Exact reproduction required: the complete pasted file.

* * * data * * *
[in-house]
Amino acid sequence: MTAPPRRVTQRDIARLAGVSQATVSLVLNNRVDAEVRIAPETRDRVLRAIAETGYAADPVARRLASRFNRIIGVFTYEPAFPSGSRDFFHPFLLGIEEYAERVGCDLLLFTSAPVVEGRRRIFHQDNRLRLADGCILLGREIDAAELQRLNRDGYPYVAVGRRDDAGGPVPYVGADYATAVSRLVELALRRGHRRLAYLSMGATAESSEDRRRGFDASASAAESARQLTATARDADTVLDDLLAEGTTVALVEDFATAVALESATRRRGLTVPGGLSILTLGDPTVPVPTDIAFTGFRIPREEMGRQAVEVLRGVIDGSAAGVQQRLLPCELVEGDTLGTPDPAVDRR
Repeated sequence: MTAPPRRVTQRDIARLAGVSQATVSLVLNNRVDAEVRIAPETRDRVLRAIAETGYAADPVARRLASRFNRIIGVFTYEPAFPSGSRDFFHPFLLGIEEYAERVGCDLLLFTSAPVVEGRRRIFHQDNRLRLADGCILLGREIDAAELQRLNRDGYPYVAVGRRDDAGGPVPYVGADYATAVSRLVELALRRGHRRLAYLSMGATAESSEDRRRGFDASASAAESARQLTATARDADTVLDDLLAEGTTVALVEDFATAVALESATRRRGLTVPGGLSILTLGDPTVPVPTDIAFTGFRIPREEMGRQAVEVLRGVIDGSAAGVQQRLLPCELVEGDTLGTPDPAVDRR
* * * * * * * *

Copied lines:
[in-house]
Amino acid sequence: MTAPPRRVTQRDIARLAGVSQATVSLVLNNRVDAEVRIAPETRDRVLRAIAETGYAADPVARRLASRFNRIIGVFTYEPAFPSGSRDFFHPFLLGIEEYAERVGCDLLLFTSAPVVEGRRRIFHQDNRLRLADGCILLGREIDAAELQRLNRDGYPYVAVGRRDDAGGPVPYVGADYATAVSRLVELALRRGHRRLAYLSMGATAESSEDRRRGFDASASAAESARQLTATARDADTVLDDLLAEGTTVALVEDFATAVALESATRRRGLTVPGGLSILTLGDPTVPVPTDIAFTGFRIPREEMGRQAVEVLRGVIDGSAAGVQQRLLPCELVEGDTLGTPDPAVDRR
Repeated sequence: MTAPPRRVTQRDIARLAGVSQATVSLVLNNRVDAEVRIAPETRDRVLRAIAETGYAADPVARRLASRFNRIIGVFTYEPAFPSGSRDFFHPFLLGIEEYAERVGCDLLLFTSAPVVEGRRRIFHQDNRLRLADGCILLGREIDAAELQRLNRDGYPYVAVGRRDDAGGPVPYVGADYATAVSRLVELALRRGHRRLAYLSMGATAESSEDRRRGFDASASAAESARQLTATARDADTVLDDLLAEGTTVALVEDFATAVALESATRRRGLTVPGGLSILTLGDPTVPVPTDIAFTGFRIPREEMGRQAVEVLRGVIDGSAAGVQQRLLPCELVEGDTLGTPDPAVDRR